Echos of Another Plague


2 Comments for “Echos of Another Plague”

  1. posted by Tom Scharbach on

    The Washington Post article is on point.

    I’ve had numerous discussions with men my age (mid-70’s) recently about how the COVID-19 epidemic brings back memories of the HIV/AIDS epidemic during the period when so many were dying, because no effective treatments were available.

    I am not surprised that the current epidemic is causing angst among many older gay men. It was a terrible time, and many of us are, in a sense, reliving that time in some respects.

    I know that I’ve found myself revisiting that period when my mind is idle, remembering the fear and uncertainty, reliving how hard it was to watch young friends get sick and die, bringing so many ghosts back into the present, hearing echos of that time in the concerns of today.

    I’m glad you posted the article, Stephen. Don’t screw it up now with a half-dozen “progressives are terrible people” irrelevant add-ons. The men who died 1985-1995, when the HIV/AIDS epidemic was at its peak, deserve better than to be used, once again, for political fodder.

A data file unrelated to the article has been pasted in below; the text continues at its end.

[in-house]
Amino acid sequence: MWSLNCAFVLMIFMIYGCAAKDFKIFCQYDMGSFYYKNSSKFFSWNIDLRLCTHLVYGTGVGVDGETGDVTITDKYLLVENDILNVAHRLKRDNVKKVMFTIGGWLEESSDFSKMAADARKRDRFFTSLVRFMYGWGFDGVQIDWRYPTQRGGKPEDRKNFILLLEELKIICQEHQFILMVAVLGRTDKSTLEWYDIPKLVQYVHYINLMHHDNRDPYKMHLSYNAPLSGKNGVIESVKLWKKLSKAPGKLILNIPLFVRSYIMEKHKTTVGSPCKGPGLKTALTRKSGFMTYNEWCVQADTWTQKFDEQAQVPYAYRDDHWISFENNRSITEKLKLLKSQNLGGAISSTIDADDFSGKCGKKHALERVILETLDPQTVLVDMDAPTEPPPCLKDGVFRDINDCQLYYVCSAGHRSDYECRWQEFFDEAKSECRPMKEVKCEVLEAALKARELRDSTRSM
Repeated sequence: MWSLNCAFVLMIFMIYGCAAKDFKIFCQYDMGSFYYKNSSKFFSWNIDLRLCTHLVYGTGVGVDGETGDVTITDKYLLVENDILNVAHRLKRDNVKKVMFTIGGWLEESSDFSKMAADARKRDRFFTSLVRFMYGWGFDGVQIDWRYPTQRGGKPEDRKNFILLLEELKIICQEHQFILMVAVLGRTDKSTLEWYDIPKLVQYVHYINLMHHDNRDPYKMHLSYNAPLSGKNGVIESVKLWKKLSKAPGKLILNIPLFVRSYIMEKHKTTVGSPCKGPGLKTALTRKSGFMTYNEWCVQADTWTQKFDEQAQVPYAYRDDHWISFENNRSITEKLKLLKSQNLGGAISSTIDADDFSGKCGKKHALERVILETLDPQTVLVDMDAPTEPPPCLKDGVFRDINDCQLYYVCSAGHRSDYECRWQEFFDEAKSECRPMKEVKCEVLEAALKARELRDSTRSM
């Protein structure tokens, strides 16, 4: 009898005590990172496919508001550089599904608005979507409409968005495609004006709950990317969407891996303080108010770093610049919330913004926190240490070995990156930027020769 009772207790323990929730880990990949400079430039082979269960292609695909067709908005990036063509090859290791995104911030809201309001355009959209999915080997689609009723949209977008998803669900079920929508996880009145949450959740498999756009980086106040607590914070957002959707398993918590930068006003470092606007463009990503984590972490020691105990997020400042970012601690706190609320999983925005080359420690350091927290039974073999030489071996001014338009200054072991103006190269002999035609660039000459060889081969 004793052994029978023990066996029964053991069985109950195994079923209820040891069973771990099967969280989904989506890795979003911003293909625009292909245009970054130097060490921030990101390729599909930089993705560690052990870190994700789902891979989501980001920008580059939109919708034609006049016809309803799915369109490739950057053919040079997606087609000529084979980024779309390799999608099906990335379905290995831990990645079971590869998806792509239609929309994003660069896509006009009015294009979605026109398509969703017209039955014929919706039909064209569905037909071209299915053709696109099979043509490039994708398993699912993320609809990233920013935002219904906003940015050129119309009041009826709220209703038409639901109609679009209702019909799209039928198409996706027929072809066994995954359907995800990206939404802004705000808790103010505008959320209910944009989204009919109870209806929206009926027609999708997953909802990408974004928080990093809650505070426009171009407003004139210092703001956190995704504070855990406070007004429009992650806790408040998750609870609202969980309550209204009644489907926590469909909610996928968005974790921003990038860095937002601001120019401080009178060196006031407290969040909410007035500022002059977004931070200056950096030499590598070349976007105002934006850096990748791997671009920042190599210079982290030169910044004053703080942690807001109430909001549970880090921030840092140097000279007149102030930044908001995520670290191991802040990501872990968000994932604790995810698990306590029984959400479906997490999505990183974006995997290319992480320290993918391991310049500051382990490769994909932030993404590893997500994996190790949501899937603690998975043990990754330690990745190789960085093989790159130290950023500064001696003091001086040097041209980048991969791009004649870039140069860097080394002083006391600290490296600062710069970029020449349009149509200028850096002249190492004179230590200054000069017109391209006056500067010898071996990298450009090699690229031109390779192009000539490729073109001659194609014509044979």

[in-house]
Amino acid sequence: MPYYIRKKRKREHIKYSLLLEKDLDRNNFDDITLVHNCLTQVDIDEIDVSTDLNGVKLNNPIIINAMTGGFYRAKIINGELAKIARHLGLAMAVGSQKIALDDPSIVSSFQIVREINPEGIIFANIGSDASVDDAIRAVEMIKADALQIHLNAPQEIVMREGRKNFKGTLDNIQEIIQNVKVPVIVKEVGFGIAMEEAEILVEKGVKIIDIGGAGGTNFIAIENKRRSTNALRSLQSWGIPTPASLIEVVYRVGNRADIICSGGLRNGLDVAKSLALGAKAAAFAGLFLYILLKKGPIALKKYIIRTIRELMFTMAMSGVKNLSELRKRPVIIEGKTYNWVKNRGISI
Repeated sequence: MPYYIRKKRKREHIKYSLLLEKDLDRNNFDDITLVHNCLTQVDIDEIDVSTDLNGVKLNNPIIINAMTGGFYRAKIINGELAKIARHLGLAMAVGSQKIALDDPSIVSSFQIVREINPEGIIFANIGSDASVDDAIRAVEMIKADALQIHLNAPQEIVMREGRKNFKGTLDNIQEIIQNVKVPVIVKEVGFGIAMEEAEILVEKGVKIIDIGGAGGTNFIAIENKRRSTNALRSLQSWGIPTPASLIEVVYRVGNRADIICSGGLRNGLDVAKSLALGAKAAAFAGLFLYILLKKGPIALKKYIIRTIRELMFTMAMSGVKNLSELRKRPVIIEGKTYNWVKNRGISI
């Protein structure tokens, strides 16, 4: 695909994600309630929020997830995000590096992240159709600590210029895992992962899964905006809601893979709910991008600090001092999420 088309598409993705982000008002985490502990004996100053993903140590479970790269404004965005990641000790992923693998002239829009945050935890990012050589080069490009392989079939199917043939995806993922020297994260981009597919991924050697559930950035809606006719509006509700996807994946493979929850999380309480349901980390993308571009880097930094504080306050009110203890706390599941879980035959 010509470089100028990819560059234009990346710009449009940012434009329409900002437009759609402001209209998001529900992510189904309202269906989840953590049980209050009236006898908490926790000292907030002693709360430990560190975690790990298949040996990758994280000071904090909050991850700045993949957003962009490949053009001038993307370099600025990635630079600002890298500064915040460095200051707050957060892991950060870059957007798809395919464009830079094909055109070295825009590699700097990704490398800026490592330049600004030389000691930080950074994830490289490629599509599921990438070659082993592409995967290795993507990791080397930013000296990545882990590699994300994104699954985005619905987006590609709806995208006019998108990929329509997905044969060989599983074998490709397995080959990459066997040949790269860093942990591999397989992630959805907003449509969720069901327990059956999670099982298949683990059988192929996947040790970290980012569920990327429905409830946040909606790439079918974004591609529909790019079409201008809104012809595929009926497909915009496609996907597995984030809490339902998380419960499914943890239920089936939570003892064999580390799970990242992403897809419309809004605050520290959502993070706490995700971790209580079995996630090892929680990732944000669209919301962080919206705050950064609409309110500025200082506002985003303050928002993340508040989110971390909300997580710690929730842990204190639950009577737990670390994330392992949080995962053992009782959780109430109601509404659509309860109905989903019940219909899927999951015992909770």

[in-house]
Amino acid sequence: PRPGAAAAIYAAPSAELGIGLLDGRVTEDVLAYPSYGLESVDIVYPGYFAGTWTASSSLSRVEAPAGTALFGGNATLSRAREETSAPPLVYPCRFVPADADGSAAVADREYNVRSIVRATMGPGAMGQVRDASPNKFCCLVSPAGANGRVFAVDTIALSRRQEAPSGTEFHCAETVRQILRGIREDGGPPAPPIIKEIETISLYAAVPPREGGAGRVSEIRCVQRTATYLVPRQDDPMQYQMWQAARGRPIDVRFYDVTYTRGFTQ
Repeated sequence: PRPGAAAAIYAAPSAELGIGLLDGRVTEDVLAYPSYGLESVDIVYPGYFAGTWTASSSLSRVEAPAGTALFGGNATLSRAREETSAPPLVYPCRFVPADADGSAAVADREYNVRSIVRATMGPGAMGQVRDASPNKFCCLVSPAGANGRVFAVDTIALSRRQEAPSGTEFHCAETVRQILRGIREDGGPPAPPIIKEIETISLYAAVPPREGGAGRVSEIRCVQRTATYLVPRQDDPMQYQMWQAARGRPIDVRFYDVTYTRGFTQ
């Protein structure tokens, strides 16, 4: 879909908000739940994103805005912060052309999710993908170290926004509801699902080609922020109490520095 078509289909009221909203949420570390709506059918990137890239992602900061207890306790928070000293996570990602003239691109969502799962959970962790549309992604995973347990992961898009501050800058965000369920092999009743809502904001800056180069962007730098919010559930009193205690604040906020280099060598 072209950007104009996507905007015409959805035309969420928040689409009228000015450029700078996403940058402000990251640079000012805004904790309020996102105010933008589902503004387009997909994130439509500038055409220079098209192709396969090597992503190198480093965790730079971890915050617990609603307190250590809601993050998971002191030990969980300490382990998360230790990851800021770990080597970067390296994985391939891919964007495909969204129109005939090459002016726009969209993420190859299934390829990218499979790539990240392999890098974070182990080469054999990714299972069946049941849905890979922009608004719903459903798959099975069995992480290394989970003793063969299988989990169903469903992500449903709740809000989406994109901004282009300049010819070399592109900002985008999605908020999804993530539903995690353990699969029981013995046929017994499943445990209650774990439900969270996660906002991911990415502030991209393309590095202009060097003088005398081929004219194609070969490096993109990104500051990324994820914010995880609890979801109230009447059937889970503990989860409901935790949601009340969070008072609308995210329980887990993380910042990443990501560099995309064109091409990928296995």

2. posted by Tom Scharbach on

    The comparison to HIV is pretty weak as well as irresponsible, in my view. HIV was always fatal for more than a decade, 95%+ survive COVID-19. It took years to identify the HIV virus. Comparing the 2 contributes to panic and fear.

    A quiet note: The Washington Post article centers around the emotional reactions of older gays, the ways in which their present experience of COVID-19 pandemic evokes their earlier experience with the HIV/AIDS epidemic, and the way in which lessons learned during the HIV/AIDS epidemic are of use to older gays and lesbians in the current pandemic.

    It is not surprising that the current pandemic echoes the earlier epidemic for older gays because while both HIV/AIDS and COVID-19 targeted relatively small, marginal groups within the population — HIV/AIDS targeted gay men and COVID-19 the elderly with underlying conditions — older gay men were in the targeted group in both cases. In both cases, the larger population was not at particular risk, but the risk was high among the targeted groups.

    I don’t know who UpperEastSideGuy is or why he seems so determined to misread the Washington Post article and make it into something it isn’t, but I think that he misses the point.

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